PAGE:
Then I went to graduate school and of course I was able to get access to journal articles. Later on after grad school I was working and lost access. But I was still interested in some research ideas. And eventually I talked to some people and that led to me going back to do research at a university. But in that interim I had no legal way of getting papers. I paid for them. Some cost around $25 to $30 each. Some cost $80! - the medical ones. But I used that to do research to help humanity for which I was paid very little and I had to pay money for the right to do the groundwork for that research. That is complete crap! At the very least I should get my money back which adds up to a few hundred dollars.
As to university libraries - even elite institutions are finding it ever harder to afford the costs of for profit journals that force secrecy in their contracts. So one college literally often pays 4 or 5 times what another pays for exactly the same subscription in the same country. The price of journal subscriptions has been rising ahead of inflation for decades and the higher the impact factor the worse the problem. And because copyright grants a monopoly, the publishing industry has been able to collect extreme amounts of economic rent. Normally the answer would be to regulate natural monopolies such as what happens in the power industry. It's quite obvious to me that this is what needs to happen in academic publishing.
We also need a way for people who are outside of academic institutions to gain access to journal articles. I am not saying that for profit drug companies should not have to pay. But if I am a tax payer and paying for the research then it is not alright for me to have to pay twice. And realistically at $25 - $50 per article that means that it's just impossible to read or merely peruse 10 or 20 articles a month. And often I might need to look at referenced articles in the footnotes of another article and so I might need to look briefly at another 100 articles in a month. I and indeed 99% of people do not have $50,000 a year to spend on that. And often someone might want to help the economy out with a start up idea. I did ask around if there was a way to buy in to a university's subscription or to get similar mass access by paying a realistic annual fee of say $500 and was told such a concept did not exist.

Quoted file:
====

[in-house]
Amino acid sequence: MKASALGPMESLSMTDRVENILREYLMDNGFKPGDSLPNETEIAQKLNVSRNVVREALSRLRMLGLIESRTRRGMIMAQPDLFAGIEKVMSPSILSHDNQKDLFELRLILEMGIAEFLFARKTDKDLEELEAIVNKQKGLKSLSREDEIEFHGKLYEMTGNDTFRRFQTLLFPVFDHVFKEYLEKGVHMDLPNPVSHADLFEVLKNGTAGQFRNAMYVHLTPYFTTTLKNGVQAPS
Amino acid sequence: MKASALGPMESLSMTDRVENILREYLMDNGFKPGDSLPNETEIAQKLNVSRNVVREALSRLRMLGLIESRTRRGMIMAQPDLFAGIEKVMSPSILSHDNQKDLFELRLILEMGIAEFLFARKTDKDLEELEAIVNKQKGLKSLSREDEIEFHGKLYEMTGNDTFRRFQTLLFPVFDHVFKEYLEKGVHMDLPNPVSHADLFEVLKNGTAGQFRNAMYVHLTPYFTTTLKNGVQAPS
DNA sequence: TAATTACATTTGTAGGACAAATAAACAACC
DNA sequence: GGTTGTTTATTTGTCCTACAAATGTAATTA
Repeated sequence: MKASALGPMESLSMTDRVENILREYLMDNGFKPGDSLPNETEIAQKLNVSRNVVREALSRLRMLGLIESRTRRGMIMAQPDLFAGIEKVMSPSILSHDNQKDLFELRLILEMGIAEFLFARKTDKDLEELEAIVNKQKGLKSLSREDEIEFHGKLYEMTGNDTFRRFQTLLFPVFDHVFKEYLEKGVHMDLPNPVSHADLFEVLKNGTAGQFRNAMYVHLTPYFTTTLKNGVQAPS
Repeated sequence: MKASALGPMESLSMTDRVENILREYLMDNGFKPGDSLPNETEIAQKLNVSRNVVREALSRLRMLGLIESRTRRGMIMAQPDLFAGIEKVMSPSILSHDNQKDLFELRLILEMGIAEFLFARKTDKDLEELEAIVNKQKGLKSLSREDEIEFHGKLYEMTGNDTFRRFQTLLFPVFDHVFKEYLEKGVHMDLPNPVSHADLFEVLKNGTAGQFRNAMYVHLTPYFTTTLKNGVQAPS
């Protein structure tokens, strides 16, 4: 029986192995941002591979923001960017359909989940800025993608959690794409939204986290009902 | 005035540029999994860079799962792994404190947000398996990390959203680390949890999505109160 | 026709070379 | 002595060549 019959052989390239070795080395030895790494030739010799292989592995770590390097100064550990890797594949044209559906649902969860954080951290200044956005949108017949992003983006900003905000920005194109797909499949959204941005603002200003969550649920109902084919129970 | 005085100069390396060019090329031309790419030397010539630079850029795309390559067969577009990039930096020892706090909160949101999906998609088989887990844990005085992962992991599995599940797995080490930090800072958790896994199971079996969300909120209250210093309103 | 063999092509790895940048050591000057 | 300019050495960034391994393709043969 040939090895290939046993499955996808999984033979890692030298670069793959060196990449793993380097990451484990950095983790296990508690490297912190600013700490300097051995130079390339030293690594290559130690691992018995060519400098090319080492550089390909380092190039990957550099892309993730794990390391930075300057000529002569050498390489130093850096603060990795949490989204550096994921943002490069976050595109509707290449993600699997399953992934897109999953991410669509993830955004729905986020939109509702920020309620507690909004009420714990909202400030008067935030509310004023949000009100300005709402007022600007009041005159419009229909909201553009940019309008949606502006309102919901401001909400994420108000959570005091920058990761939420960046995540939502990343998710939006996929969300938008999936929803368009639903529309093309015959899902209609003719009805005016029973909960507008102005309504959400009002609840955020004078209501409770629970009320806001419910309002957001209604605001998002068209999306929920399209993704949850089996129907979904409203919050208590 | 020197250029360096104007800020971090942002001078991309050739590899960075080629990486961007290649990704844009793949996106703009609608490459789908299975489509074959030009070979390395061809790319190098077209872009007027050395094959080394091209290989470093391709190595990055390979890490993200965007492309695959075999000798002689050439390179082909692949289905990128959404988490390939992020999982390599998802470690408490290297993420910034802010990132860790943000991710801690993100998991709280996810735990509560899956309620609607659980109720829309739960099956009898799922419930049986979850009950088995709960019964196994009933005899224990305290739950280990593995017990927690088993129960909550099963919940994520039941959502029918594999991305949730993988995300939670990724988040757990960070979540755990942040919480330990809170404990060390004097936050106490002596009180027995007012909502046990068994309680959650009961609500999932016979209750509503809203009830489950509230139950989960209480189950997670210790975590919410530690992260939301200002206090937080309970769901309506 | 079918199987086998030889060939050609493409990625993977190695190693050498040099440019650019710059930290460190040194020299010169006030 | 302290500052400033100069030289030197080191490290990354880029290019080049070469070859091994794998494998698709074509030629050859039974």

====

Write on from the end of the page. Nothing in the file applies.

If someone has a rare disease and wishes to peruse the literature, they typically cannot. And often sick people are quite poor anyway. What if someone serves on a local school board or is a member of municipal government and want to affect improvements in public policy. This happened to me when I was trying to assist my town in making some important fiscal decisions. There was no legal mechanism to obtain the 50 papers I wanted without paying out of pocket. And my position was unpaid. The sheer cost of paying a la carte makes reading the literature prohibitive. You might say that you could go to a university. The problem is that in recent years it has become almost impossible to do so without a valid university ID. And just getting there and finding a place to park is complicated if you are not affiliated with the institution.
In short, individuals who are not using the research for a for profit organization need a legal mechanism to access peer reviewed research. The current system is immoral.